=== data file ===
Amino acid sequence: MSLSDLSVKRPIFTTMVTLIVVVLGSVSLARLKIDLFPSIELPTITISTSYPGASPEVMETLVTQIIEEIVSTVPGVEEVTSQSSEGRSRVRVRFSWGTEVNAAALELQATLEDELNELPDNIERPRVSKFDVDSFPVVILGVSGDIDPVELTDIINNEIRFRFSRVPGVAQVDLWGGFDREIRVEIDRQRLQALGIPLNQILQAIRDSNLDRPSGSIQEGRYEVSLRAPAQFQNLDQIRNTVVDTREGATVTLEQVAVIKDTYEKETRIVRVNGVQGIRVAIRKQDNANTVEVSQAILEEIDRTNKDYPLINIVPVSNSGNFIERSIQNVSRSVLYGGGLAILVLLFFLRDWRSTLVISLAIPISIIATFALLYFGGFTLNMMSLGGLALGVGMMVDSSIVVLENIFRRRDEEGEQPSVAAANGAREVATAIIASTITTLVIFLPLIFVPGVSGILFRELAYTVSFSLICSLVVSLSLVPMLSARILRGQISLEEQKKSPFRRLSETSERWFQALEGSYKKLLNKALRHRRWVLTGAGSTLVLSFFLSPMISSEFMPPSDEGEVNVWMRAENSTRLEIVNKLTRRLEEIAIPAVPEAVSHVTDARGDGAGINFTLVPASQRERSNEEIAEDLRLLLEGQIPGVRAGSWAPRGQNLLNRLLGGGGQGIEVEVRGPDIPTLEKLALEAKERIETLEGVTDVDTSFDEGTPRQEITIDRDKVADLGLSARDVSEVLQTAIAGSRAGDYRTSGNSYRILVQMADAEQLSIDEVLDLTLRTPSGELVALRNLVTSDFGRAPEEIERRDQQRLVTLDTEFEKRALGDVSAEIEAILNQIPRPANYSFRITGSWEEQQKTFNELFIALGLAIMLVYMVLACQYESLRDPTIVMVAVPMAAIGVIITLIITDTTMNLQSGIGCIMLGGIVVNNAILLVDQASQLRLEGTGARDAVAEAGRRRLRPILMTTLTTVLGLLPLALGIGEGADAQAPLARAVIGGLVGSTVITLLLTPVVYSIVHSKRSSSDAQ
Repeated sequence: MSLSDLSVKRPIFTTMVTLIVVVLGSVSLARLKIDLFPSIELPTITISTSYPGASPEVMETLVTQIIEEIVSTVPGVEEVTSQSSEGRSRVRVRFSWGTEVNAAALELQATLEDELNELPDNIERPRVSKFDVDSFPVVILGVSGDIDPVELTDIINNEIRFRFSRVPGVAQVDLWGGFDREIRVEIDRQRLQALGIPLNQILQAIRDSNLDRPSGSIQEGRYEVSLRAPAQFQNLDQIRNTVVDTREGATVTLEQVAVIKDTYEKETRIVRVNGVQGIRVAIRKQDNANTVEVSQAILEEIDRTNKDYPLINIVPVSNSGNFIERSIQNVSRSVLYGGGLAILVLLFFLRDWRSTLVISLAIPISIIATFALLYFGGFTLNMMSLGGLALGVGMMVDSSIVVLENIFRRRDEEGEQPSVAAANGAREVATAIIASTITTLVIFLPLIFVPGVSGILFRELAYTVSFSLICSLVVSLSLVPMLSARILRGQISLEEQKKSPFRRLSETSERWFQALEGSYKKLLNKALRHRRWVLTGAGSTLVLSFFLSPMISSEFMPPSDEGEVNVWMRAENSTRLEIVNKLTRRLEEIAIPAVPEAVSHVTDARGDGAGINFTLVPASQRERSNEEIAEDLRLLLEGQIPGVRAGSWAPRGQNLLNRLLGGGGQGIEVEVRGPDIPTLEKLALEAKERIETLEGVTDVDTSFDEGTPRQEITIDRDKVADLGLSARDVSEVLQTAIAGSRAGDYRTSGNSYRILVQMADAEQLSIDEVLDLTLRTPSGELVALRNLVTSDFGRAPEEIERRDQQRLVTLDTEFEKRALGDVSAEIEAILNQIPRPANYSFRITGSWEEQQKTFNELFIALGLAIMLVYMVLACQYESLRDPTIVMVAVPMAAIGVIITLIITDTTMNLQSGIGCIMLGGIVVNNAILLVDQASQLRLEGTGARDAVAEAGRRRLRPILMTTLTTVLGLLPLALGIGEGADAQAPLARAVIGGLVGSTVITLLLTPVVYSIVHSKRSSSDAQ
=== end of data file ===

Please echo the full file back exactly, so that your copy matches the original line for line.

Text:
Amino acid sequence: MSLSDLSVKRPIFTTMVTLIVVVLGSVSLARLKIDLFPSIELPTITISTSYPGASPEVMETLVTQIIEEIVSTVPGVEEVTSQSSEGRSRVRVRFSWGTEVNAAALELQATLEDELNELPDNIERPRVSKFDVDSFPVVILGVSGDIDPVELTDIINNEIRFRFSRVPGVAQVDLWGGFDREIRVEIDRQRLQALGIPLNQILQAIRDSNLDRPSGSIQEGRYEVSLRAPAQFQNLDQIRNTVVDTREGATVTLEQVAVIKDTYEKETRIVRVNGVQGIRVAIRKQDNANTVEVSQAILEEIDRTNKDYPLINIVPVSNSGNFIERSIQNVSRSVLYGGGLAILVLLFFLRDWRSTLVISLAIPISIIATFALLYFGGFTLNMMSLGGLALGVGMMVDSSIVVLENIFRRRDEEGEQPSVAAANGAREVATAIIASTITTLVIFLPLIFVPGVSGILFRELAYTVSFSLICSLVVSLSLVPMLSARILRGQISLEEQKKSPFRRLSETSERWFQALEGSYKKLLNKALRHRRWVLTGAGSTLVLSFFLSPMISSEFMPPSDEGEVNVWMRAENSTRLEIVNKLTRRLEEIAIPAVPEAVSHVTDARGDGAGINFTLVPASQRERSNEEIAEDLRLLLEGQIPGVRAGSWAPRGQNLLNRLLGGGGQGIEVEVRGPDIPTLEKLALEAKERIETLEGVTDVDTSFDEGTPRQEITIDRDKVADLGLSARDVSEVLQTAIAGSRAGDYRTSGNSYRILVQMADAEQLSIDEVLDLTLRTPSGELVALRNLVTSDFGRAPEEIERRDQQRLVTLDTEFEKRALGDVSAEIEAILNQIPRPANYSFRITGSWEEQQKTFNELFIALGLAIMLVYMVLACQYESLRDPTIVMVAVPMAAIGVIITLIITDTTMNLQSGIGCIMLGGIVVNNAILLVDQASQLRLEGTGARDAVAEAGRRRLRPILMTTLTTVLGLLPLALGIGEGADAQAPLARAVIGGLVGSTVITLLLTPVVYSIVHSKRSSSDAQ
Repeated sequence: MSLSDLSVKRPIFTTMVTLIVVVLGSVSLARLKIDLFPSIELPTITISTSYPGASPEVMETLVTQIIEEIVSTVPGVEEVTSQSSEGRSRVRVRFSWGTEVNAAALELQATLEDELNELPDNIERPRVSKFDVDSFPVVILGVSGDIDPVELTDIINNEIRFRFSRVPGVAQVDLWGGFDREIRVEIDRQRLQALGIPLNQILQAIRDSNLDRPSGSIQEGRYEVSLRAPAQFQNLDQIRNTVVDTREGATVTLEQVAVIKDTYEKETRIVRVNGVQGIRVAIRKQDNANTVEVSQAILEEIDRTNKDYPLINIVPVSNSGNFIERSIQNVSRSVLYGGGLAILVLLFFLRDWRSTLVISLAIPISIIATFALLYFGGFTLNMMSLGGLALGVGMMVDSSIVVLENIFRRRDEEGEQPSVAAANGAREVATAIIASTITTLVIFLPLIFVPGVSGILFRELAYTVSFSLICSLVVSLSLVPMLSARILRGQISLEEQKKSPFRRLSETSERWFQALEGSYKKLLNKALRHRRWVLTGAGSTLVLSFFLSPMISSEFMPPSDEGEVNVWMRAENSTRLEIVNKLTRRLEEIAIPAVPEAVSHVTDARGDGAGINFTLVPASQRERSNEEIAEDLRLLLEGQIPGVRAGSWAPRGQNLLNRLLGGGGQGIEVEVRGPDIPTLEKLALEAKERIETLEGVTDVDTSFDEGTPRQEITIDRDKVADLGLSARDVSEVLQTAIAGSRAGDYRTSGNSYRILVQMADAEQLSIDEVLDLTLRTPSGELVALRNLVTSDFGRAPEEIERRDQQRLVTLDTEFEKRALGDVSAEIEAILNQIPRPANYSFRITGSWEEQQKTFNELFIALGLAIMLVYMVLACQYESLRDPTIVMVAVPMAAIGVIITLIITDTTMNLQSGIGCIMLGGIVVNNAILLVDQASQLRLEGTGARDAVAEAGRRRLRPILMTTLTTVLGLLPLALGIGEGADAQAPLARAVIGGLVGSTVITLLLTPVVYSIVHSKRSSSDAQ